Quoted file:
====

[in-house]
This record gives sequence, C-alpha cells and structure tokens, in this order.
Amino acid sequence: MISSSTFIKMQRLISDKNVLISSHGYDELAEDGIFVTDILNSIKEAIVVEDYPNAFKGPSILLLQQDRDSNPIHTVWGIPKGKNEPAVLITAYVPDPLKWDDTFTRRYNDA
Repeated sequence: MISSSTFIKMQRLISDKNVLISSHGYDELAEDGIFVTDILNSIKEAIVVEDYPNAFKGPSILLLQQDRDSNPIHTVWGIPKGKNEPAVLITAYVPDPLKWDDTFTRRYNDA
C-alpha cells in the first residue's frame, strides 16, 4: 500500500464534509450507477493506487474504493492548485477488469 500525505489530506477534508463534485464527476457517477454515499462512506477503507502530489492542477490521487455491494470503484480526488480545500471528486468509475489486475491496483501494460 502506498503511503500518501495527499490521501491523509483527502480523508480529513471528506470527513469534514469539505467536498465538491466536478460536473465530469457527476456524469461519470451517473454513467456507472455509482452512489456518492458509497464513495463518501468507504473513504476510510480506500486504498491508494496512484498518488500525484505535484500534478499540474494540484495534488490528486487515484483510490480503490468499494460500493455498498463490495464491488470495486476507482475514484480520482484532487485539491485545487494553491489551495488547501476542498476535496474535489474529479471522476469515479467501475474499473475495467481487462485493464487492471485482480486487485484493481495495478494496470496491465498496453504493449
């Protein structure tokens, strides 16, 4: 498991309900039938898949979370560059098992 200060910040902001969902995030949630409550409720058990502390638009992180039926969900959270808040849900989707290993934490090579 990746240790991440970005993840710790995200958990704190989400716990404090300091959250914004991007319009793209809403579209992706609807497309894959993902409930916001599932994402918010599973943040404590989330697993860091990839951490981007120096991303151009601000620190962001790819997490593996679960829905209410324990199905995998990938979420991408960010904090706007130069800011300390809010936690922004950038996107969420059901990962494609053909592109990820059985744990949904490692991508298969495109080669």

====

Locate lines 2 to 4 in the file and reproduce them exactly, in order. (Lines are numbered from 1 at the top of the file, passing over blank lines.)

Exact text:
This record gives sequence, C-alpha cells and structure tokens, in this order.
Amino acid sequence: MISSSTFIKMQRLISDKNVLISSHGYDELAEDGIFVTDILNSIKEAIVVEDYPNAFKGPSILLLQQDRDSNPIHTVWGIPKGKNEPAVLITAYVPDPLKWDDTFTRRYNDA
Repeated sequence: MISSSTFIKMQRLISDKNVLISSHGYDELAEDGIFVTDILNSIKEAIVVEDYPNAFKGPSILLLQQDRDSNPIHTVWGIPKGKNEPAVLITAYVPDPLKWDDTFTRRYNDA